Joanna Newsom

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With my steely will compounded in a mighty mound that's hounded
By the snap my steel string sounded just before your snores unwound it
And in store are dreams so daring that the night can't stop from staring

I'll swim sweetly as a herring through the ether, not despairing
—"Cassiopeia"

Joanna Newsom is an American harpist and singer-songwriter, known for her distinctive voice and poetic lyrics. Combining "an avant-garde approach to appalachian folk music, with an unconventional vocal style" (to quote Amazon.com), she's usually classified as psych-folk, although she's not fond of the label.

Newsom's songs are highly intricate fairy tales, with difficult melodies and very poetic lyrics, but they're always less abstract and more coherent than they seem to be at first. Newsom is most easily compared to The Incredible String Band and Christina Rossetti, adding her own Cloudcuckoolander philosophy to her stories and telling them with compelling melodies. Many of her poems star complicated characters and feature separate fantasy worlds. Some are Beast Fable tales, others just describe nature, and some are classic folk. Most critics call her an acquired taste (or, more commonly, compare her voice to screeching tyres).

Her most recent album, Have One On Me, is decidedly more mainstream than her previous work. While still retaining much of her unique style, it's also somewhat reminiscent of Joni Mitchell, Tori Amos or Fairport Convention, and marked Newsom's breakthrough as a world famous singer.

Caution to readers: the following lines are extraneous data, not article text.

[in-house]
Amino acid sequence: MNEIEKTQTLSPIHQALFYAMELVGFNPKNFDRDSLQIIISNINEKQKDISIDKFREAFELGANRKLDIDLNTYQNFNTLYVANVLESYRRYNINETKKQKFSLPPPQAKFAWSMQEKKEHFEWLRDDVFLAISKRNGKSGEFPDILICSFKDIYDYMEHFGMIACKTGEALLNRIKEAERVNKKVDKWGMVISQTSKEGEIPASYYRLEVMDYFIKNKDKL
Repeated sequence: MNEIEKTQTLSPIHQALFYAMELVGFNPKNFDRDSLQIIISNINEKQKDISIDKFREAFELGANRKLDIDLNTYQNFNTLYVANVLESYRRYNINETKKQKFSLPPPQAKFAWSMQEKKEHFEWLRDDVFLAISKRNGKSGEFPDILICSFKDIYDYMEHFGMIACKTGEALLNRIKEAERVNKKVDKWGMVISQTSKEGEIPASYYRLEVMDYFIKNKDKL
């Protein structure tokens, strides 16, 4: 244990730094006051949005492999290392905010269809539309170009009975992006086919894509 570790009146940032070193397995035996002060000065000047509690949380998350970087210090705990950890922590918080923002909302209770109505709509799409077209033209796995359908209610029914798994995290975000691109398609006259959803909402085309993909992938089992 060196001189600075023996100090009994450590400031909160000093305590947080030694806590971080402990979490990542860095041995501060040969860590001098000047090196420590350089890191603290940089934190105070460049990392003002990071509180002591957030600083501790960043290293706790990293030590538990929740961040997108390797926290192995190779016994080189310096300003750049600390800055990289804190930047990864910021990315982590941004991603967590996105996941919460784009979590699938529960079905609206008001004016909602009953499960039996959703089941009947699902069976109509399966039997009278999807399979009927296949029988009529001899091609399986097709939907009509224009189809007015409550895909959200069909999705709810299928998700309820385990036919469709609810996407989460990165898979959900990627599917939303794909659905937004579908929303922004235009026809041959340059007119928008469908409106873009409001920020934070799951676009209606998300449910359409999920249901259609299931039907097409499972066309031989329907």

For tropers looking to get used to her sound, great songs to start with include "Sprout and the Bean," "Good Intentions Paving Company", "In California", "Emily", "Colleen" and "Peach, Plum, Pear".


Discography:

Studio:

  • The Milk-Eyed Mender (2004)
  • Ys (2006)
  • Have One On Me (2010)

Extended Plays:

  • Walnut Whales (2002)
  • Yarn and Glue (2003)
  • Joanna Newsom and the Ys Street Band (2007)

Joanna Newsom provides examples of the following tropes:
  • AcCENT Upon the Wrong SylLABle: Used to great effect in most songs.
  • Alliteration: The vast majority of her songs utilise this to some extent, and it is is a signature characteristic of her lyrics. In fact, it is a good reason half the lines from her songs are so memorable.
    • "Clam, Crab, Cockle, Cowrie", "Peach, Plum, Pear", "Baby Birch", "Walnut Whales".
    • Combined with gorgeous rhyme in "Monkey & Bear":

And so, with the courage of a clown, or a cur, or a kite, jerking tight at its tether, bear would sway on her hind legs, the organ would grind dregs of song, for the pleasure of the children who'd shriek, throwing coins at her feet, then recoiling in terror...

    • And in "The Book Of Right-On":

Do you want to sit at my table? My fighting fame is fabled, and fortune finds me fit, and able.

  • An Aesop: "Monkey & Bear" seems to have the structure of one, animals and everything. It also resembles Animal Farm: after Monkey and Bear escape from the humans masters, Monkey starts treating Bear like a slave, telling her that they need her dancing to make money. Monkey slowly becomes more and more human-like in behavior, and Bear doesn't stand up to him... instead, she chooses to cast off her body, limb by limb, and vanish from Monkey's life.
  • The Bluebeard: "Go Long", complete with a visit to "a terrible room / Gilded with the gold teeth of the women who loved you".
    • Explicitly referred to in-song: "Run away from home, your beard is still blue".
  • Cloudcuckoolander: Her reputation tends toward this impression, but if you actually listen to or read one of her interviews, you'll see that this is definitely not the case: